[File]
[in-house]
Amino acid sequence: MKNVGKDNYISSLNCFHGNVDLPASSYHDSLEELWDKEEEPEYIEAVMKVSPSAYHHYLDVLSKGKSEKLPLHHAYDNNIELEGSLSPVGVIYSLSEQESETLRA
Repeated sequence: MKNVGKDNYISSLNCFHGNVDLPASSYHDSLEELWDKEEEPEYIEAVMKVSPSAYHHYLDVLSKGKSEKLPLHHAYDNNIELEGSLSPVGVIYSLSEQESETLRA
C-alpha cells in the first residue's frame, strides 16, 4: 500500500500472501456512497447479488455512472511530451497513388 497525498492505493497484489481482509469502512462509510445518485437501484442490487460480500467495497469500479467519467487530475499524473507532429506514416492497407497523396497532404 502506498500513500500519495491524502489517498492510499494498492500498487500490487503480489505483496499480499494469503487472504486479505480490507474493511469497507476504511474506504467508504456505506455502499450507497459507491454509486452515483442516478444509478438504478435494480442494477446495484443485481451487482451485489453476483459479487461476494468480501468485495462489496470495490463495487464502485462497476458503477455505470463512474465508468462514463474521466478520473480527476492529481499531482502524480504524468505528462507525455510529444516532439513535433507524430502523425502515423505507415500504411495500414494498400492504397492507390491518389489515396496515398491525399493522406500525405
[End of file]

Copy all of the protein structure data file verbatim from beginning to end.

[in-house]
Amino acid sequence: MKNVGKDNYISSLNCFHGNVDLPASSYHDSLEELWDKEEEPEYIEAVMKVSPSAYHHYLDVLSKGKSEKLPLHHAYDNNIELEGSLSPVGVIYSLSEQESETLRA
Repeated sequence: MKNVGKDNYISSLNCFHGNVDLPASSYHDSLEELWDKEEEPEYIEAVMKVSPSAYHHYLDVLSKGKSEKLPLHHAYDNNIELEGSLSPVGVIYSLSEQESETLRA
C-alpha cells in the first residue's frame, strides 16, 4: 500500500500472501456512497447479488455512472511530451497513388 497525498492505493497484489481482509469502512462509510445518485437501484442490487460480500467495497469500479467519467487530475499524473507532429506514416492497407497523396497532404 502506498500513500500519495491524502489517498492510499494498492500498487500490487503480489505483496499480499494469503487472504486479505480490507474493511469497507476504511474506504467508504456505506455502499450507497459507491454509486452515483442516478444509478438504478435494480442494477446495484443485481451487482451485489453476483459479487461476494468480501468485495462489496470495490463495487464502485462497476458503477455505470463512474465508468462514463474521466478520473480527476492529481499531482502524480504524468505528462507525455510529444516532439513535433507524430502523425502515423505507415500504411495500414494498400492504397492507390491518389489515396496515398491525399493522406500525405